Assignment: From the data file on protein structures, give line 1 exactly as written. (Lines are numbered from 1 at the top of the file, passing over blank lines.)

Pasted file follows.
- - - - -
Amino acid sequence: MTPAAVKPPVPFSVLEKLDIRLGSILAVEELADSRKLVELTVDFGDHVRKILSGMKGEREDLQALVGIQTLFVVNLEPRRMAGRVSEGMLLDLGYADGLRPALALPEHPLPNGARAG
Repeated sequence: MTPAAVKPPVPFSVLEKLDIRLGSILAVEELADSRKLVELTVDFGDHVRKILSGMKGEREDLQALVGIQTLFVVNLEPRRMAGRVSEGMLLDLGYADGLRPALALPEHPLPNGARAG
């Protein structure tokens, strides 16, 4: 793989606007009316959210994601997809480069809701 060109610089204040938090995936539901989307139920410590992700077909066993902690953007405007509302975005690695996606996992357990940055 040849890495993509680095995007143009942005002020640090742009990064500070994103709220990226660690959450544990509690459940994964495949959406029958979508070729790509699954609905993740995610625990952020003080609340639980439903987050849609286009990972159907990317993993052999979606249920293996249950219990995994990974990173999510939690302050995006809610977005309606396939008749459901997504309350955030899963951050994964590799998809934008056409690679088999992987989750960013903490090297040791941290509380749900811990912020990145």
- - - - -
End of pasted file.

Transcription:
Amino acid sequence: MTPAAVKPPVPFSVLEKLDIRLGSILAVEELADSRKLVELTVDFGDHVRKILSGMKGEREDLQALVGIQTLFVVNLEPRRMAGRVSEGMLLDLGYADGLRPALALPEHPLPNGARAG